Methods and procedures were established to save and reuse soil, which contained seed and plants; recover and use rocks and boulders for curbing, terracing, pond slope stabilization, garden area sitting, and water features.
Trees and plants were transplanted and moved outside the building footprint area before heavy construction started.
A rainwater catchment system was developed to supply some of the water for irrigation.
An extensive native species list was developed to enable the staff botanists and gardeners to plant native plants on an on-going basis as the planned landscapes were built.
Placemaking and Context
Inspiration - The ensemble of contextually designed buildings, linked with outdoor spaces and native plant compositions in the demonstration gardens, in concert with the backdrop of the award winning building, have established a sense of place that can only be seen and experienced in the Texas Hill Country.
Environmental Sensitivity – Spending time on a site, design team overnight camping, walking the site repeatedly, documenting sun/shade patterns, cataloging the best trees, routing paths and siting the building, and capturing the essence of the place, all led to the creation of seamless and sustainable landscape. The Wildflower Center quickly became a local standard for sustainable design and became one of several case studies from around the country which inspired the future LEED rating system.
Attitude of Care – Saving plants, seeds, stockpiling native soil and on-site rocks for reuse, transplanting large plants (specimen Opuntia and Texas Persimmon) before the major building program began, and instituting safeguards to avoid damage to natural areas are examples of the ‘over-and above’ attitude that characterized the development of the Lady Bird Johnson Wildflower Center.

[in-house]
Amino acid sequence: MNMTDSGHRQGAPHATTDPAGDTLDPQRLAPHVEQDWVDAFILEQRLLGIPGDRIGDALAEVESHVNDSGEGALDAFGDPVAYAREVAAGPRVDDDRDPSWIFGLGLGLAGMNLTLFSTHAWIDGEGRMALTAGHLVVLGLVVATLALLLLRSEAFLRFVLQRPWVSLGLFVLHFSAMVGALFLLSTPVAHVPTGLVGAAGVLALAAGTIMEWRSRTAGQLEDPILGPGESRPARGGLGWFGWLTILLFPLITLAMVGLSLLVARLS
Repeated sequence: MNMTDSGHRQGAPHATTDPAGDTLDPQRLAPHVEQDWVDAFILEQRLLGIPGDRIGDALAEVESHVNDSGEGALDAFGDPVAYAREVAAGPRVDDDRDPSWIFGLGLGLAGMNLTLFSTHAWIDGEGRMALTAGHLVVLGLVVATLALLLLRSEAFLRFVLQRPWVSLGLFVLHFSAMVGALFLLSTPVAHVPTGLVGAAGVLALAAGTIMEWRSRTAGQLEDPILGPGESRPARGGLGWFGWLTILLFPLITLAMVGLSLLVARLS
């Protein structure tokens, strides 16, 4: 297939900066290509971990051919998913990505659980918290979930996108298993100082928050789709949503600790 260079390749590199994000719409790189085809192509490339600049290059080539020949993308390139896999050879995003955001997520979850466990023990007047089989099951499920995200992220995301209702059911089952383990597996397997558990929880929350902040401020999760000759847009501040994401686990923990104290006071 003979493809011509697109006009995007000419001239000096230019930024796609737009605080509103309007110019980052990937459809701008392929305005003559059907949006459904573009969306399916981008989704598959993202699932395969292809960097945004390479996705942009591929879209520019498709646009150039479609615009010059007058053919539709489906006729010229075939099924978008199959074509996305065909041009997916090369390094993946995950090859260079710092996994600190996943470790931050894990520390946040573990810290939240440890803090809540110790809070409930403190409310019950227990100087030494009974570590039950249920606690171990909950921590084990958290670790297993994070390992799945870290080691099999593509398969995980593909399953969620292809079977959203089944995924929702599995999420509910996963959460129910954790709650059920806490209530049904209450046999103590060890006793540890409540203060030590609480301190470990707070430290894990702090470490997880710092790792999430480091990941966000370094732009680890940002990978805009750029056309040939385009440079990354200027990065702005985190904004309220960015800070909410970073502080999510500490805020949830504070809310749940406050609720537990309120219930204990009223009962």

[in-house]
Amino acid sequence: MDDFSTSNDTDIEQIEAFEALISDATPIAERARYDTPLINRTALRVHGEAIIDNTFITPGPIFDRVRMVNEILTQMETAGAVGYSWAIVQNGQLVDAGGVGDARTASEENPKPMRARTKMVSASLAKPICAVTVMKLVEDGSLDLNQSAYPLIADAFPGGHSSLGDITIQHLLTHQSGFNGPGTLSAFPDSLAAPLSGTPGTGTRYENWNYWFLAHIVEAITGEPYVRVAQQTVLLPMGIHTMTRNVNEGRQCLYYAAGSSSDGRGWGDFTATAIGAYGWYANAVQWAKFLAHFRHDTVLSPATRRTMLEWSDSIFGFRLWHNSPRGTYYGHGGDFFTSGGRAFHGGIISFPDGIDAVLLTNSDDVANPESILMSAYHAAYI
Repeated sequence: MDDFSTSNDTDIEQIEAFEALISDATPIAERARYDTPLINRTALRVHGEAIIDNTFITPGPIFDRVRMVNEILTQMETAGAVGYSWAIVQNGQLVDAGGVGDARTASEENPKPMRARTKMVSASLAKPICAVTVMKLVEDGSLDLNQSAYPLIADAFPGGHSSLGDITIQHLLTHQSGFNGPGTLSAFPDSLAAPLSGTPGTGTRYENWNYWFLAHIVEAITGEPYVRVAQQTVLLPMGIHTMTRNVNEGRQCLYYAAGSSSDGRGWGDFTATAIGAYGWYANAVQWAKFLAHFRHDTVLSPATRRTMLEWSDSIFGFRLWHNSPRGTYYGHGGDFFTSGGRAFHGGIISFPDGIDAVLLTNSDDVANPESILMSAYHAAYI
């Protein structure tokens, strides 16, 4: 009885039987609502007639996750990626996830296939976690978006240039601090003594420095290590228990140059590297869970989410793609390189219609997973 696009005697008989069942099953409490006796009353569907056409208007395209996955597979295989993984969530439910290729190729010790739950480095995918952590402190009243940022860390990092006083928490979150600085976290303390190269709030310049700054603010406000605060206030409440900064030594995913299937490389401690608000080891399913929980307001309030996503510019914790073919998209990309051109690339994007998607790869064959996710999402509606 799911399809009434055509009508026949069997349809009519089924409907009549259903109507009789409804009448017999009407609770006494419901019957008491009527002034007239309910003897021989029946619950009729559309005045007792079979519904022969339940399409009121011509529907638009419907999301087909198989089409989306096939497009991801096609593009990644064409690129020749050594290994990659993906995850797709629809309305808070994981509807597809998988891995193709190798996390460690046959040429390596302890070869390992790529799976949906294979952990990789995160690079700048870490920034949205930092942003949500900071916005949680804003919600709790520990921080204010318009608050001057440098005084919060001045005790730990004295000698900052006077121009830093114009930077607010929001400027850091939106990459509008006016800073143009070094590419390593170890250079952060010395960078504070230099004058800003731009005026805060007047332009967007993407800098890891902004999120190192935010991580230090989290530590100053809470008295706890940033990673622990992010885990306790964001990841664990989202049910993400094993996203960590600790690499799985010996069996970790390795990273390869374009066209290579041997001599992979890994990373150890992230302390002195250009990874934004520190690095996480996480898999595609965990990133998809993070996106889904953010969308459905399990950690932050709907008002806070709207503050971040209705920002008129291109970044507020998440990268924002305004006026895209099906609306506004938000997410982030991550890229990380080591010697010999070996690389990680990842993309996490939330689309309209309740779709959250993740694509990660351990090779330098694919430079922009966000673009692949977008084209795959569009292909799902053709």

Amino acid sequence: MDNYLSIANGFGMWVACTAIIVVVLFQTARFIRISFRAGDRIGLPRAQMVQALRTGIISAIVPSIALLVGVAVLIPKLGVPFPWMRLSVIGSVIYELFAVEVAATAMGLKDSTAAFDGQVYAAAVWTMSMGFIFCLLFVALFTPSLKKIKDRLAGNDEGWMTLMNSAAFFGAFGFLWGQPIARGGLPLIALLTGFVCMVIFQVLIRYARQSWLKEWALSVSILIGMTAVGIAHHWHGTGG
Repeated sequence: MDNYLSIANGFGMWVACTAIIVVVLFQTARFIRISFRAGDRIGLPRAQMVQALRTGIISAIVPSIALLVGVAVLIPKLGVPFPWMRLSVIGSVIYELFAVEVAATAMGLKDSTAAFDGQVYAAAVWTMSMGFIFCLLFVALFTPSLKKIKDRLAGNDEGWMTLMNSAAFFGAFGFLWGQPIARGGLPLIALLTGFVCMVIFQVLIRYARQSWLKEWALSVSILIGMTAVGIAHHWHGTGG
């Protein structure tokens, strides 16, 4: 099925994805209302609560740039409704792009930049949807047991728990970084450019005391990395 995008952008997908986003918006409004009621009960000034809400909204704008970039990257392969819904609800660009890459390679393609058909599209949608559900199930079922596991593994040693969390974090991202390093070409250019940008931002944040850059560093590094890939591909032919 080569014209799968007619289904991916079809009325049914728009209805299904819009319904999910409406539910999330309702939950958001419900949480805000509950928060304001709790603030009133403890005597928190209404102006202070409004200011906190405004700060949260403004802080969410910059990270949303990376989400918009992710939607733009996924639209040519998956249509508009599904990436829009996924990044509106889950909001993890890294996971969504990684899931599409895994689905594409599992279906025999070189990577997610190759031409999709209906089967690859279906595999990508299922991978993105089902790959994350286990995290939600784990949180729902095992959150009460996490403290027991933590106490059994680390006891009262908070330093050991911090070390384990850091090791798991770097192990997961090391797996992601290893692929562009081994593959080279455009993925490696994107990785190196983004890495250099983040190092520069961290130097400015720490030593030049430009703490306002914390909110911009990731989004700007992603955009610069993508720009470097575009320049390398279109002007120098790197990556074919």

Impact on the Practice
The lessons learned helped JRA gain prominence through their design approach; attention to detail and ability to achieve much with a limited construction budget.
JRA’s extensive role in the landscape construction management included coordination with the environmental consultant, contractors, and collaboration with Wildflower Center staff, leading to oversight of an on-going relationship for the seedling growing program for restoration plantings. Efforts coordinated by JRA reaped donations of more than $25,000 in irrigation system parts and supplies, landscape soils, mulch, plants, and volunteer labor from the local Landscape Contractors Association. Bob Anderson’s dedication to the project inspired the whole team and led to a landscape that is valued locally and has become the example for similar landscapes throughout the country.
Impact on the Public and Profession
It was fun, it was a challenge, and it was a mission to create a native landscape for the Texas Hill Country. From initial meeting through the project’s completion, everyone realized that this project was a game-changer. The Lady Bird Johnson Wildflower Center continues to influence peoples’ attitudes about the Texas Hill Country native landscape, to influence real estate development, and make the Wildflower Center a voice of influence nationally and internationally, which would not have been possible at its former location. Now a part of the University of Texas at Austin, the Lady Bird Johnson Wildflower Center is assured a long and influential existence.